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How children play outdoors is different from their play inside. It tends to be more physically active, children report feeling more freedom while playing outside, and the outdoor environment has the potential of exposing them to natural elements and open air. As a result, the kind of benefits that children experience from outdoor play can be different from indoors.

Children need time to engage in high quality, unstructured outdoor play in natural environments.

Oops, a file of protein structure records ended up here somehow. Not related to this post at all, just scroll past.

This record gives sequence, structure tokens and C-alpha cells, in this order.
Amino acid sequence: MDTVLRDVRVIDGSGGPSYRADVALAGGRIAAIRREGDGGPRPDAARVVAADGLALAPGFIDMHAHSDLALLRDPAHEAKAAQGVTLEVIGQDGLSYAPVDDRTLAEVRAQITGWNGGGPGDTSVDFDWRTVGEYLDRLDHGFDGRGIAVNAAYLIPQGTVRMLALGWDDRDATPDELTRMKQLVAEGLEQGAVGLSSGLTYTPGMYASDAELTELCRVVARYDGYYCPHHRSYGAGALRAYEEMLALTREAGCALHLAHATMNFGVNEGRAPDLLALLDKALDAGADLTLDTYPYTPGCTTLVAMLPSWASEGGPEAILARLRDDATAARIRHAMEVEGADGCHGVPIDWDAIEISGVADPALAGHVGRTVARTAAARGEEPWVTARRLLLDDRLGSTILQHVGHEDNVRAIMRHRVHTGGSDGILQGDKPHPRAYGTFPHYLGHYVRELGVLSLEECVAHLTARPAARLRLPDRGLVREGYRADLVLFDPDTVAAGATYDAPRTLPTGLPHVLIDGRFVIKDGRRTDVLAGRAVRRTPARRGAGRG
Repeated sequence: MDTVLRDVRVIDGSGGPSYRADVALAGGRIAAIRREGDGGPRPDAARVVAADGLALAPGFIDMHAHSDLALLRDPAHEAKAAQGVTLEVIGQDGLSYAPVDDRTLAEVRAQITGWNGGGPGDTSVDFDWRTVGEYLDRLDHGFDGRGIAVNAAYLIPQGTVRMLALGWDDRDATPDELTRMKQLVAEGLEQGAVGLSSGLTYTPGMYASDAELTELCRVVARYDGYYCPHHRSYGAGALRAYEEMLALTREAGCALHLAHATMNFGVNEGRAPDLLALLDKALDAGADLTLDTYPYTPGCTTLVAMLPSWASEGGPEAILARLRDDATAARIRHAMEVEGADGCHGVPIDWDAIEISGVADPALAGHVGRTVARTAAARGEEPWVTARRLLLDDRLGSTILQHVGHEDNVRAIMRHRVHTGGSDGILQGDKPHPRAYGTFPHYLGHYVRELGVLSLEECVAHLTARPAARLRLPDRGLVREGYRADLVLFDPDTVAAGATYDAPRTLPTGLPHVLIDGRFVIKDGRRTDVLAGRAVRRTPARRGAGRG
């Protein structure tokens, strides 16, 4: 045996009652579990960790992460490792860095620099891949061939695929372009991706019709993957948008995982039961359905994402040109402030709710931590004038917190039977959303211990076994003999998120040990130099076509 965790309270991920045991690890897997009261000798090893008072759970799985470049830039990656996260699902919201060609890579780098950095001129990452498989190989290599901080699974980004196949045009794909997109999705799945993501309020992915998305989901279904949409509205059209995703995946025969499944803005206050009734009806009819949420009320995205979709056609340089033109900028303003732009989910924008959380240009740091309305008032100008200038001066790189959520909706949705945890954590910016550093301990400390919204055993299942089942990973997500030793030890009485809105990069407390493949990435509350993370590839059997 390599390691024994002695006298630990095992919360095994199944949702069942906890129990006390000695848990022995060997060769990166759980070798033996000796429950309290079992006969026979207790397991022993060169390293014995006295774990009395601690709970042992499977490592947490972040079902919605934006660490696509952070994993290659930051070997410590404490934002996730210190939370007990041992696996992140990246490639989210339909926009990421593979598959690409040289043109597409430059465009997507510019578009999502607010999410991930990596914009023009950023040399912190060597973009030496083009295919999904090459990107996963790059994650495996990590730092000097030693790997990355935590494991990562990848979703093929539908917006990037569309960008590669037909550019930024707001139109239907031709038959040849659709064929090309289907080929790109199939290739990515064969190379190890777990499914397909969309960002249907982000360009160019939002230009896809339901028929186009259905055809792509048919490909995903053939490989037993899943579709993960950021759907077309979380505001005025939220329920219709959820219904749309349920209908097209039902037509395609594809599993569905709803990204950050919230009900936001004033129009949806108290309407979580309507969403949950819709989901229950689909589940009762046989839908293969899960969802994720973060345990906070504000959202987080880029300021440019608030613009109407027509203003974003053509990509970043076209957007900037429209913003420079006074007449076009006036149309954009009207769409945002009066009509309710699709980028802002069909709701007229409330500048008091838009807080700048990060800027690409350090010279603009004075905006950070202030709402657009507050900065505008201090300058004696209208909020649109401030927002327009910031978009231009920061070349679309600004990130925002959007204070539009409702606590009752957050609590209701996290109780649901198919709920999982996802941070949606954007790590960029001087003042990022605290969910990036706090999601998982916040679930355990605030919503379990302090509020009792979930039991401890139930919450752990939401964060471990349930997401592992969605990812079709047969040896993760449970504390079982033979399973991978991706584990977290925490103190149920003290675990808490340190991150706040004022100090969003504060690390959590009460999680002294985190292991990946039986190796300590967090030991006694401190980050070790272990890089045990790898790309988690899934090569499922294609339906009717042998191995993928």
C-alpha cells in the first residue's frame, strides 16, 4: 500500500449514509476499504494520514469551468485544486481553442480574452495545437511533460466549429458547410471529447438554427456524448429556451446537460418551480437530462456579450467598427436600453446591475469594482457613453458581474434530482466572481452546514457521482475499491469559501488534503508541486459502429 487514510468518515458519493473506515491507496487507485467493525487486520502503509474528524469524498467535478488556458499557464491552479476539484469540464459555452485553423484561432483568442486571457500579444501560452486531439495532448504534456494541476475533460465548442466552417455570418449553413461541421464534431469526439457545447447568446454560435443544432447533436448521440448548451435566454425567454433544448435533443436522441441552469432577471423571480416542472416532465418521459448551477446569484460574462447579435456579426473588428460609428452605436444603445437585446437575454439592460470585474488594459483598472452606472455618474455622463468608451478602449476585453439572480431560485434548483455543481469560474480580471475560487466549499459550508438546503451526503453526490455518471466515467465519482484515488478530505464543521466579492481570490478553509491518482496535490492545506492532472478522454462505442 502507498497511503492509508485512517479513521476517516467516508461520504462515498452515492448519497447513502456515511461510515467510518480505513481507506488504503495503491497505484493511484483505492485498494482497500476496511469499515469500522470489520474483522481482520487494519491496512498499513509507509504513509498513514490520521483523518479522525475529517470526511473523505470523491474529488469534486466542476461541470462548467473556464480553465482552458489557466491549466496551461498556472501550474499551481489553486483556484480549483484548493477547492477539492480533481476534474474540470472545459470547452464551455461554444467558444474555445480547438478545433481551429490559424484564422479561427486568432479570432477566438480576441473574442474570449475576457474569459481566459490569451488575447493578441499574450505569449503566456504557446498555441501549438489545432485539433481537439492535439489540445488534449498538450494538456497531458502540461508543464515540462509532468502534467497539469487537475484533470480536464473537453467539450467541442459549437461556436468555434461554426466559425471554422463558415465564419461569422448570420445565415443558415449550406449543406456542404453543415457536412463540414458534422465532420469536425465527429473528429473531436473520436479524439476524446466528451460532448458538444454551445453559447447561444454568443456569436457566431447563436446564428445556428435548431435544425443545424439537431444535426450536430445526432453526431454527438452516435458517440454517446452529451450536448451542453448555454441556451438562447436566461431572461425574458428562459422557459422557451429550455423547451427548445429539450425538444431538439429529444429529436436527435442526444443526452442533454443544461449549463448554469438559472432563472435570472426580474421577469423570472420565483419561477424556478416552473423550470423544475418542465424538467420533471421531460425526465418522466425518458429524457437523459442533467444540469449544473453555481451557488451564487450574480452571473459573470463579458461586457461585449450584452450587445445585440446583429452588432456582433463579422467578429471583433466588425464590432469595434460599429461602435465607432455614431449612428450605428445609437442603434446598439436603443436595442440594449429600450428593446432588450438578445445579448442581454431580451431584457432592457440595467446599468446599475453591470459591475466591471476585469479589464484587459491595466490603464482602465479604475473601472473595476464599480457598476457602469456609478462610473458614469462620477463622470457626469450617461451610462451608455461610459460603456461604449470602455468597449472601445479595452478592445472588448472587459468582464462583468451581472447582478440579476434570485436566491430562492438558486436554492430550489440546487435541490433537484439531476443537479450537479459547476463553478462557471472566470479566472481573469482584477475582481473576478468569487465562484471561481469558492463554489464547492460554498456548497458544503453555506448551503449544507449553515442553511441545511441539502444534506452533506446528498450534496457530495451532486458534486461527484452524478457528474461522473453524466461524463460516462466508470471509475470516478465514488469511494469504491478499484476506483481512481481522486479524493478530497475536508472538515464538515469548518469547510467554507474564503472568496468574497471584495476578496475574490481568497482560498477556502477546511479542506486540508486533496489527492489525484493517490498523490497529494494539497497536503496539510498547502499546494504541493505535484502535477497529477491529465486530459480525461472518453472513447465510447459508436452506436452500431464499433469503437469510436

Natural environments are ideal to

  • help children learn to be more connected with nature and develop a better environmental awareness;
  • promote cognitive and social development by providing children with more challenge, changing conditions and stress-buffering conditions. 

Outdoor play in natural settings is associated with increased physical activity in young children, which in turn 

  • boosts their physical health; 
  • improves their mental well-being;
  • improves their attention behaviours, self-regulation, and working memory; and
  • can improve their executive functioning.

Clearly, outdoor play should involve changing conditions, such as found in nature, to maintain children’s interest in play, encourage them to adapt, interact with their peers, take risk and test their abilities.